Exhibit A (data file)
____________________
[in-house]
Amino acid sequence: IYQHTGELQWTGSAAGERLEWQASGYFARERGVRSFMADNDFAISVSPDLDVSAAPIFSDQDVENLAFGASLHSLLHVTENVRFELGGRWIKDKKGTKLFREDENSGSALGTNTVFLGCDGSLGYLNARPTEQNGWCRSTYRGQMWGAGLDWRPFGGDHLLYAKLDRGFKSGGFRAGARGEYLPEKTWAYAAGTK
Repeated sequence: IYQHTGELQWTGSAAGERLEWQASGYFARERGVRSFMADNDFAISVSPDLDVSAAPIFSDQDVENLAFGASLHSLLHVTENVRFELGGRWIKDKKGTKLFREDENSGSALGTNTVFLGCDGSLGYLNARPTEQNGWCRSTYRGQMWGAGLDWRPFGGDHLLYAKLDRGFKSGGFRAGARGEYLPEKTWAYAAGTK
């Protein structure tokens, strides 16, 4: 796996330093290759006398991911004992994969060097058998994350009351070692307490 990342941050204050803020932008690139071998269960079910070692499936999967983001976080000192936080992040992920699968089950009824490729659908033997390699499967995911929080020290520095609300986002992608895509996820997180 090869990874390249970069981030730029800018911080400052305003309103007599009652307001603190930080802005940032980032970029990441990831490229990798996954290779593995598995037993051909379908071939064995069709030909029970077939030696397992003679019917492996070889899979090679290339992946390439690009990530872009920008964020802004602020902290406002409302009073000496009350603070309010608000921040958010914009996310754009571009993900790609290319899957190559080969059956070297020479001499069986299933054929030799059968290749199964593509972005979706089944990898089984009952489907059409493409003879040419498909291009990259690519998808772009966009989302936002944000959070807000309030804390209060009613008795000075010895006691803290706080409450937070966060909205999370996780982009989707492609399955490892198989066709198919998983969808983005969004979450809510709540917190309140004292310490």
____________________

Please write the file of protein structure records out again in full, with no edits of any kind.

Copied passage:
[in-house]
Amino acid sequence: IYQHTGELQWTGSAAGERLEWQASGYFARERGVRSFMADNDFAISVSPDLDVSAAPIFSDQDVENLAFGASLHSLLHVTENVRFELGGRWIKDKKGTKLFREDENSGSALGTNTVFLGCDGSLGYLNARPTEQNGWCRSTYRGQMWGAGLDWRPFGGDHLLYAKLDRGFKSGGFRAGARGEYLPEKTWAYAAGTK
Repeated sequence: IYQHTGELQWTGSAAGERLEWQASGYFARERGVRSFMADNDFAISVSPDLDVSAAPIFSDQDVENLAFGASLHSLLHVTENVRFELGGRWIKDKKGTKLFREDENSGSALGTNTVFLGCDGSLGYLNARPTEQNGWCRSTYRGQMWGAGLDWRPFGGDHLLYAKLDRGFKSGGFRAGARGEYLPEKTWAYAAGTK
């Protein structure tokens, strides 16, 4: 796996330093290759006398991911004992994969060097058998994350009351070692307490 990342941050204050803020932008690139071998269960079910070692499936999967983001976080000192936080992040992920699968089950009824490729659908033997390699499967995911929080020290520095609300986002992608895509996820997180 090869990874390249970069981030730029800018911080400052305003309103007599009652307001603190930080802005940032980032970029990441990831490229990798996954290779593995598995037993051909379908071939064995069709030909029970077939030696397992003679019917492996070889899979090679290339992946390439690009990530872009920008964020802004602020902290406002409302009073000496009350603070309010608000921040958010914009996310754009571009993900790609290319899957190559080969059956070297020479001499069986299933054929030799059968290749199964593509972005979706089944990898089984009952489907059409493409003879040419498909291009990259690519998808772009966009989302936002944000959070807000309030804390209060009613008795000075010895006691803290706080409450937070966060909205999370996780982009989707492609399955490892198989066709198919998983969808983005969004979450809510709540917190309140004292310490």